Seizing the Chokepoints

In the logistics industry, from port workers to truckers to delivery drivers, time is of the essence. Their potential control over that time gives workers enormous leverage in the global economy.

A container ship travels through the San Francisco Bay after leaving to the Port of Oakland on February 20, 2015 in San Francisco, California. Justin Sullivan / Getty

Interview by
Chris Browne

Today’s global economy relies on the steady flow of goods, products, and raw materials around the world. Companies like Amazon have become so massive that they now ship as many as four hundred packages per second. But this all depends on the labor of millions of workers in docks, warehouses, and logistics centers. If the global supply chain is broken, capitalism grinds to a halt.

This “logistics revolution” has opened up both new fronts and unique challenges in worker organizing. If the labor movement and the Left want to take advantage of it, they’ll have to understand both its global implications and shop-floor realities.

With this in mind, Chris Browne of the Pluto Books podcast Radicals in Conversation spoke to some key researchers and organizers in the field: Jake Alimahomed-Wilson, professor of sociology at California State University, Long Beach and co-editor of Choke Points: Logistics Workers Disrupting the Global Supply Chain; Katy Fox-Hodess, a lecturer in work, employment, people, and organizations at the University of Sheffield; and Kim Moody, a founder of Labor Notes and the author of numerous books on US labor, most recently On New Terrain, and a visiting scholar at the Centre for the Study of the Production of the Built Environment at the University of Westminster.

Chris Browne

What is the logistics industry? And who do we mean when we talk about logistics workers?

Jake Alimahomed-Wilson

If you order something from Amazon and it arrives on your doorstep, there’s a whole chain of workers around the world in the logistics sector that moves that good.

Starting from a production worker, it’s loaded onto a pallet into a container, and there’s six million containers moving right now around the world. The container is then placed on the back of a truck and brought to a port.

The port workers load those goods onto a massive container ship, which seafarers — another logistics worker — move to another port. From there dockers will unload the goods and either port truckers or rail workers — both logistics workers — will move the goods to a distribution center or warehouse, where another group of logistics workers is toiling.

The logistics sector has become a key element in the modern just-in-time global economy. Time is a crucial part of today’s capitalism.

Katy Fox-Hodess

Logistics actually started out as a military science, and it was only after the Second World War that people in the business world started seeing logistics as something that might offer a competitive advantage. Over time, particularly since the 1980s, for transnational corporations that are heavily engaged in international commerce, logistics became the key element of competitive advantage.

That’s where the power comes from: global commerce as we know it today couldn’t exist without the logistics industry. Prior to the 1960s, and in many parts of the world more recently than that, the way goods were moved was so different. You’d have goods produced in a single location, packaged up in a variety of different ways, taken to ports in a variety of different ways, repackaged every step of the way.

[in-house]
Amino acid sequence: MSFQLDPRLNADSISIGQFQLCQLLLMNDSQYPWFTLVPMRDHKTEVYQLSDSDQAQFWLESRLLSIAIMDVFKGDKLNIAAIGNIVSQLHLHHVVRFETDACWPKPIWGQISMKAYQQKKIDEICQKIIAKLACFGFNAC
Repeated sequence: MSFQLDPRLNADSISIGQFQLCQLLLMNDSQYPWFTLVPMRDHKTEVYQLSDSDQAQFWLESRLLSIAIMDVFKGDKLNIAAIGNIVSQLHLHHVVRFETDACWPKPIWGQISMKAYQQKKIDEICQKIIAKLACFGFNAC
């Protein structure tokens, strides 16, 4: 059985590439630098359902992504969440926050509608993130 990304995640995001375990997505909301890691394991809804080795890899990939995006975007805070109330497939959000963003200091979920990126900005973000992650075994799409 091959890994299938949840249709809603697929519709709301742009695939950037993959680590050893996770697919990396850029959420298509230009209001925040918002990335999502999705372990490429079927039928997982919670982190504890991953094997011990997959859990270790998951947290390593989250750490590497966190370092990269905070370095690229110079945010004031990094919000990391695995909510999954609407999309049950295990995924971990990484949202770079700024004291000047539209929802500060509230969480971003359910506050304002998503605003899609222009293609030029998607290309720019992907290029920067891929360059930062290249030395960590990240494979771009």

What some big corporations figured out was that by introducing some technological innovations — particularly containerization — they could make the process go many, many times more smoothly.

Global logistics sites depend on what Jake called “just in time,” where ideally the goods don’t spend any time sitting around. Ultimately that’s the source of this competitive advantage. Time is what potentially gives workers in this industry a lot of power. If you’re able to disrupt an industry that is absolutely dependent on moving things quickly there are huge potential losses for the employers.

Kim Moody

I recently got a tour of the area around Chicago where these huge warehouses and internodal yards are. All of them are brand new. The way logistics has ended up being organized is around these huge “clusters.”

These clusters are based around large metropolitan areas and all draw on what you might call the “reserve army of labor” — mostly workers of color who came into these warehouses in the last ten to fifteen years. In the Chicago area the official estimate is that there are about 160,000 people in this cluster. That’s actually an undercount because they don’t count other workers like rail or IT workers, which would bring it to around 200,000.

What they’ve done is recreate what business in the US tried to destroy thirty years ago when they moved out of cities like Detroit or Gary or Pittsburgh. They tried to get away from these huge clusters of blue-collar workers, particularly unionized ones and workers of color. Now, in order to move goods — across much more spread out production chains than in the past — they have recreated these huge concentrations of low-paid workers.

These clusters are choke points in a very real sense. If you stop a small percentage of activity going on in these places, you back up the whole movement of goods and the economy.

The problem is that although there is organizing activity going on, the unions haven’t really learned to function together.

Katy Fox-Hodess

My first job after graduating from university twelve years ago was as an organizer for the International Longshore and Warehouse Union (ILWU), the powerful port and warehouse workers’ union on the west coast of the United States, which has a long and storied left-wing history.